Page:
Fanning retires and so, maybe, do Rip Curl founders!
Are you one of the 2,800 Facebook fans currently watching the Rip Curl Pro live from Bells Beach?
If so, the rumour that Rip Curl has just sold to an as-yet-unnamed Sydney family might be of at least vague interest. Rip Curl, if it needs to be said, is the wetsuit and clothing company created in 1969 by the shaper Doug ‘Claw’ Warbrick, science teacher Brian Singer and another pal Alan Green, who would leave a year later to start Quiksilver thereby giving Brian and Claw an equal split of the biz.
Earlier this century, Rip Curl would flirt with turning the company public, hiring various, what do yo wanna call ‘em “experts”, but flinched as it watched the catastrophic trajectories of Billabong and Quiksilver. It ain’t no secret that Brian and Claw were open to sell privately for a number just shy shy of half-a-billion dollars.
Six years ago, Rip Curl hired Bank of America Merrill Lynch to look into a sale of the biz, either a piece or all of it. Nobody bit at that price, a bullish ten times earnings.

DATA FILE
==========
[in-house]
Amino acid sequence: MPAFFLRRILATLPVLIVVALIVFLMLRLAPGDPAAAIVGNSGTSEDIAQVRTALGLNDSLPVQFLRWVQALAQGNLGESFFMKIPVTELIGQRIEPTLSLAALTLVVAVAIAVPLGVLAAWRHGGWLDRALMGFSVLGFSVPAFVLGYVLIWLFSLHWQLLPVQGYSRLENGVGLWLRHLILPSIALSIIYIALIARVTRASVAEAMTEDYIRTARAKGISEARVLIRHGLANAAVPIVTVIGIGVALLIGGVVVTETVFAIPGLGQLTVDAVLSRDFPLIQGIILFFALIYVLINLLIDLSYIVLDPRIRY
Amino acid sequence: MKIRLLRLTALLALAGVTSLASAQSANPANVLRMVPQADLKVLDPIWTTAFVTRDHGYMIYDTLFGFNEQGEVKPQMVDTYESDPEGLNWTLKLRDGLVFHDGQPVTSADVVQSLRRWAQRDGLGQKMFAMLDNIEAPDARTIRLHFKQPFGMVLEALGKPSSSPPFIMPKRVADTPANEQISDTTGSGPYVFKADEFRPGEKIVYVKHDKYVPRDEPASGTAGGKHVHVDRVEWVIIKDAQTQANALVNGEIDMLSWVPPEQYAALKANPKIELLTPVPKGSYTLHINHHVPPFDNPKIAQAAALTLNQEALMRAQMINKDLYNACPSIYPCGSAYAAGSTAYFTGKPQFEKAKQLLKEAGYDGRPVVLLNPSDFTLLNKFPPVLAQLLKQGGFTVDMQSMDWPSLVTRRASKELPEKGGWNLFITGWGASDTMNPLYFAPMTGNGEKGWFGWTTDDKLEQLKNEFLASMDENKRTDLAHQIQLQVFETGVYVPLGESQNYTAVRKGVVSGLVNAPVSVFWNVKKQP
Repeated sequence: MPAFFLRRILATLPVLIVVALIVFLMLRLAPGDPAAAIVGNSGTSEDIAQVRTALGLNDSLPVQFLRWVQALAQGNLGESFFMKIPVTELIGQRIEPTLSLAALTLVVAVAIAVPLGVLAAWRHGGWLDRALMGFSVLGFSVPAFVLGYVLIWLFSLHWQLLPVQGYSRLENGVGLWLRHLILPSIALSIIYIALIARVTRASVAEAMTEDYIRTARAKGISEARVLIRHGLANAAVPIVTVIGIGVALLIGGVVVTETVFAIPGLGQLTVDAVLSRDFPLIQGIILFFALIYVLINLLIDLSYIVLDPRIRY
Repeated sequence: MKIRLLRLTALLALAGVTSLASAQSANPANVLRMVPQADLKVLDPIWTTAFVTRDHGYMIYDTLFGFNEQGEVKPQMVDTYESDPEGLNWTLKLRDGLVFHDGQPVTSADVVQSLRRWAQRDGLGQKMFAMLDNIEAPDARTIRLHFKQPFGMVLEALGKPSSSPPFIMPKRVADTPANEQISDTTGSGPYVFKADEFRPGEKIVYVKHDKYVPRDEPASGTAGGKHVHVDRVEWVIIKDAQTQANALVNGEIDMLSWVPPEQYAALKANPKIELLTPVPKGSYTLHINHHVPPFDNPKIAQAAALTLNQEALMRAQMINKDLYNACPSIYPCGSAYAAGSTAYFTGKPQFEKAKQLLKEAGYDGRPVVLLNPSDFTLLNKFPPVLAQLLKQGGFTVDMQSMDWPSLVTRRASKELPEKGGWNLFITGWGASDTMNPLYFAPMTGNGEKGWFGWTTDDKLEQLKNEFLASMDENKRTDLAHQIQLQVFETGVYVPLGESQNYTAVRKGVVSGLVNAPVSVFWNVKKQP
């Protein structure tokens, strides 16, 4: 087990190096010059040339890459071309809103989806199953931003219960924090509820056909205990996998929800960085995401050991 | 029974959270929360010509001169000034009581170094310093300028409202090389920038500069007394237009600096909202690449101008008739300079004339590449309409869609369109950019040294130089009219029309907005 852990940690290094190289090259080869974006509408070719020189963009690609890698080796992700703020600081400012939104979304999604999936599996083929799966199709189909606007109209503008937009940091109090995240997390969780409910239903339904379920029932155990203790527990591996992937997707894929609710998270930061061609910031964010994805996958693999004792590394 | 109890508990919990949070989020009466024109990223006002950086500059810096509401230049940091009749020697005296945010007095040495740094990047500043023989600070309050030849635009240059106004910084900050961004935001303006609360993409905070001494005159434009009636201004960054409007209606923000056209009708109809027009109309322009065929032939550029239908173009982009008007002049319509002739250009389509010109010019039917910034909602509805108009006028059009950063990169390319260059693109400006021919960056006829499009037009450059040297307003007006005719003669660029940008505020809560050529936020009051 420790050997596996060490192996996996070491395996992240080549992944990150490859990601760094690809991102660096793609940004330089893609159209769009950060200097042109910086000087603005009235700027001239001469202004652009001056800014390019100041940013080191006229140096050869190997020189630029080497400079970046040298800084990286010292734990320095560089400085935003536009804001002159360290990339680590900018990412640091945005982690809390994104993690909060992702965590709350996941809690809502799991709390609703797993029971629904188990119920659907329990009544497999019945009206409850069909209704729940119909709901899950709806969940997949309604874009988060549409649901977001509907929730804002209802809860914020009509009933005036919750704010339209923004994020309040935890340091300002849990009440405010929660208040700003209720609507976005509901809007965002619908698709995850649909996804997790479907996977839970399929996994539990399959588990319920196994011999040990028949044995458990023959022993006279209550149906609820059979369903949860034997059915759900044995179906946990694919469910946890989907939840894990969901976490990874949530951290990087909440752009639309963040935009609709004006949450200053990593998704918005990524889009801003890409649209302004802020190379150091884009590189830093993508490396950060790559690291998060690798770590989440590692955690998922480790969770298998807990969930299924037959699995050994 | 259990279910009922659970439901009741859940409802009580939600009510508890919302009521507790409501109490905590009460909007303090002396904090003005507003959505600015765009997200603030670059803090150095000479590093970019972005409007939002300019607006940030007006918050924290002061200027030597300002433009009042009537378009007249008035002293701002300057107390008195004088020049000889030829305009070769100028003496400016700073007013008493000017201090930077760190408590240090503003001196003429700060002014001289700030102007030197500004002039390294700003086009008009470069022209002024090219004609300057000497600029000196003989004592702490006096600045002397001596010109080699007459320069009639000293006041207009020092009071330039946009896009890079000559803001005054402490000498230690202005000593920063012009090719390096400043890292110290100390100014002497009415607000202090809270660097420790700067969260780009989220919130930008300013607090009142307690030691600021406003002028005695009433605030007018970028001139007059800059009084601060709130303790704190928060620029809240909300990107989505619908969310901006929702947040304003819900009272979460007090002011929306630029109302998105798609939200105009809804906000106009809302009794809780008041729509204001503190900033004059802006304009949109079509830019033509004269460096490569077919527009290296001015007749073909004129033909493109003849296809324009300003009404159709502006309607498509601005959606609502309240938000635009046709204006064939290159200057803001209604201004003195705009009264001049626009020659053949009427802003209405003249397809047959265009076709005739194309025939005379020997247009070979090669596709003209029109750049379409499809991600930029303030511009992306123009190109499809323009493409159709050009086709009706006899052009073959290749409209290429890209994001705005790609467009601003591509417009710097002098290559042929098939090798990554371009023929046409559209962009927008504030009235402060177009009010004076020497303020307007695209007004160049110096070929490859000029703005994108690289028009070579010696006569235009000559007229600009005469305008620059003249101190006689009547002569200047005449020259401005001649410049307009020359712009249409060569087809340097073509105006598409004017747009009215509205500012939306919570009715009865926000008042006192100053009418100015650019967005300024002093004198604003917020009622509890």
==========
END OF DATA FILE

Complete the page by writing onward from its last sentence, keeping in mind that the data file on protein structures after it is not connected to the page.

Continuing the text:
And last year, as reported by the Australian Financial Review, the pair of rich-listers “appointed local independent adviser Gresham and US-based boutique RW Baird to run a sale process…While Rip Curl has fared much better than its larger rivals by sticking to its surfing roots, ASIC accounts show Rip Curl has not been completely immune to the choppy conditions that contributed to the near demise of Billabong and Quiksilver.
“Rip Curl’s earnings before interest, tax, depreciation and amortisation fell 30 per cent to $35.5 million in 2016, the last year for which accounts are available, despite a 7 per cent rise in sales to $476.5 million. This followed flat earnings in 2015 and a 35 per cent increase in EBITDA in 2014… Nevertheless, Rip Curl is doing better than Billabong, which earned $51 million from continuing operations in 2017 on sales of $1 billion.”
But yesterday… yesterday… according to a BeachGrit source, one of the founders offhandedly mentioned to a member of the public that Rip Curl had just been sold “to a Sydney family.”
As of 2013, Brian and Claw, both well into their seventies, still retained seventy-two percent of the biz, which they leave in great shape. Lean, profitable and with a fine roster of surfers.
More as it comes.